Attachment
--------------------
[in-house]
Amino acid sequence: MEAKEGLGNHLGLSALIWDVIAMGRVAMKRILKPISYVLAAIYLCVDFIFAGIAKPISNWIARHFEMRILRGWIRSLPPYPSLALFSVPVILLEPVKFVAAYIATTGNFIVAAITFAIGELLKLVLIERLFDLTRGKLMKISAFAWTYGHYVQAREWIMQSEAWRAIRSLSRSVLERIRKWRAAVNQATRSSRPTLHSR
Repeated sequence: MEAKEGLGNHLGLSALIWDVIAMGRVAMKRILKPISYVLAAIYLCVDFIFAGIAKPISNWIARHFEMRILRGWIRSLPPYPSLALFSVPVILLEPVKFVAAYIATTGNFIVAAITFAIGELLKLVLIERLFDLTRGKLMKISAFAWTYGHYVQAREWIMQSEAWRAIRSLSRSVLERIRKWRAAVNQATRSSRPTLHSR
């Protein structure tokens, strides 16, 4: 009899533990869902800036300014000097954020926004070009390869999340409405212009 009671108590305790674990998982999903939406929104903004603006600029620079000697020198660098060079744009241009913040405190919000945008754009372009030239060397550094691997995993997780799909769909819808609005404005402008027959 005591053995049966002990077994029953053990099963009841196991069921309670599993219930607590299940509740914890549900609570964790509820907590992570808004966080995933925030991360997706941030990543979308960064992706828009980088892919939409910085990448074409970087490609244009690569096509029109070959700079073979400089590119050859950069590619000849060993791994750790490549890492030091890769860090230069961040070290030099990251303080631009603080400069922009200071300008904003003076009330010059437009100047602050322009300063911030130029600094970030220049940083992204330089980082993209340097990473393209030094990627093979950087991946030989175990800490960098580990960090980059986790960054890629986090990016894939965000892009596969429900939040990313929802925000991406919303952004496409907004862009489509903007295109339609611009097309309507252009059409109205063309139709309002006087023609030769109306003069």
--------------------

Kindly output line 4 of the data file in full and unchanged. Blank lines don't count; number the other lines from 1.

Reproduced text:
């Protein structure tokens, strides 16, 4: 009899533990869902800036300014000097954020926004070009390869999340409405212009 009671108590305790674990998982999903939406929104903004603006600029620079000697020198660098060079744009241009913040405190919000945008754009372009030239060397550094691997995993997780799909769909819808609005404005402008027959 005591053995049966002990077994029953053990099963009841196991069921309670599993219930607590299940509740914890549900609570964790509820907590992570808004966080995933925030991360997706941030990543979308960064992706828009980088892919939409910085990448074409970087490609244009690569096509029109070959700079073979400089590119050859950069590619000849060993791994750790490549890492030091890769860090230069961040070290030099990251303080631009603080400069922009200071300008904003003076009330010059437009100047602050322009300063911030130029600094970030220049940083992204330089980082993209340097990473393209030094990627093979950087991946030989175990800490960098580990960090980059986790960054890629986090990016894939965000892009596969429900939040990313929802925000991406919303952004496409907004862009489509903007295109339609611009097309309507252009059409109205063309139709309002006087023609030769109306003069």